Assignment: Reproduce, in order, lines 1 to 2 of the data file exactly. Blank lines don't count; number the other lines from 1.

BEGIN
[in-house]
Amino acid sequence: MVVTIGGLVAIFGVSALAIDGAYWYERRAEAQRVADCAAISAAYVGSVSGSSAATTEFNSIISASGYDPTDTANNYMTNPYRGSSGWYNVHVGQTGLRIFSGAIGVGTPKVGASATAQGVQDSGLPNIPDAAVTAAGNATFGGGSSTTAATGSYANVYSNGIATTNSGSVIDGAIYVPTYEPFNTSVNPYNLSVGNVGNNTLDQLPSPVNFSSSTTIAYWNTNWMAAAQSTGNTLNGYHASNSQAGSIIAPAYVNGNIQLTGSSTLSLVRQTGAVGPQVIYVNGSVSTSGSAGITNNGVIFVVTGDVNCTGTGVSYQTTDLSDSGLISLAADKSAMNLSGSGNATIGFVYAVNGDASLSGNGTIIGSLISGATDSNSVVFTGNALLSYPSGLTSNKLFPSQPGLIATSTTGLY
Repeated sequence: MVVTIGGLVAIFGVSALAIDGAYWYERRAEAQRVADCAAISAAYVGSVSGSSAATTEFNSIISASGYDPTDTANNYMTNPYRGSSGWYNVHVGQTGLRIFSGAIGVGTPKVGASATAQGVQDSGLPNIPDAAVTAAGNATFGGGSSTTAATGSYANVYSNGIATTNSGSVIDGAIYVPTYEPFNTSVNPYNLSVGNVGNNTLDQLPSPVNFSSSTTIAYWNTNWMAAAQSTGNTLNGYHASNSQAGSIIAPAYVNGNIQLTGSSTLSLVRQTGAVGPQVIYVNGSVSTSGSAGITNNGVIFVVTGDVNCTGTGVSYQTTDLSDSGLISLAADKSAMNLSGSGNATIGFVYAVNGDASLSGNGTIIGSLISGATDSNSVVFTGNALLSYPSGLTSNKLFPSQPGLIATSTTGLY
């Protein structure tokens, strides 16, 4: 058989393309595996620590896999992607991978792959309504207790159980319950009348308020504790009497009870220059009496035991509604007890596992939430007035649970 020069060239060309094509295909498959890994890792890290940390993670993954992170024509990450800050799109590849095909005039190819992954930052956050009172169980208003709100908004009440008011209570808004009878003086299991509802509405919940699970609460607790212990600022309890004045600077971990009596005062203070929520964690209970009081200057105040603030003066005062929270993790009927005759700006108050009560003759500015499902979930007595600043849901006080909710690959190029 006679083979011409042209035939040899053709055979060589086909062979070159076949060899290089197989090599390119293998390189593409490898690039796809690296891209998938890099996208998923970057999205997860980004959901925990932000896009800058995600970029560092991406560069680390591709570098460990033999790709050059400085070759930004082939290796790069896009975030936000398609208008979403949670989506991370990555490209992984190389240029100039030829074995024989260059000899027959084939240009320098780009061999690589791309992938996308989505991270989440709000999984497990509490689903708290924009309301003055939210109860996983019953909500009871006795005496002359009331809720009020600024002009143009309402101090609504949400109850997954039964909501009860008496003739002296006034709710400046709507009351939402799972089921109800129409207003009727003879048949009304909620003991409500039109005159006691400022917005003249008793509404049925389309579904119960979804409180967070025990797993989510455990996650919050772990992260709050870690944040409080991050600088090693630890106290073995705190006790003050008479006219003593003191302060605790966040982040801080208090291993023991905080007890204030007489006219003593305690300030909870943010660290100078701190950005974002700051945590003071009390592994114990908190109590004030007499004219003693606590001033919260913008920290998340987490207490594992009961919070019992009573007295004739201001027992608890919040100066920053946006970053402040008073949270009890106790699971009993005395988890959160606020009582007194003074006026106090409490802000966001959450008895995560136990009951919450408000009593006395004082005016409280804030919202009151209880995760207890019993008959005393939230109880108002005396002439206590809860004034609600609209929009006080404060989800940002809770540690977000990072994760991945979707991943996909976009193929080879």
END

[in-house]
Amino acid sequence: MVVTIGGLVAIFGVSALAIDGAYWYERRAEAQRVADCAAISAAYVGSVSGSSAATTEFNSIISASGYDPTDTANNYMTNPYRGSSGWYNVHVGQTGLRIFSGAIGVGTPKVGASATAQGVQDSGLPNIPDAAVTAAGNATFGGGSSTTAATGSYANVYSNGIATTNSGSVIDGAIYVPTYEPFNTSVNPYNLSVGNVGNNTLDQLPSPVNFSSSTTIAYWNTNWMAAAQSTGNTLNGYHASNSQAGSIIAPAYVNGNIQLTGSSTLSLVRQTGAVGPQVIYVNGSVSTSGSAGITNNGVIFVVTGDVNCTGTGVSYQTTDLSDSGLISLAADKSAMNLSGSGNATIGFVYAVNGDASLSGNGTIIGSLISGATDSNSVVFTGNALLSYPSGLTSNKLFPSQPGLIATSTTGLY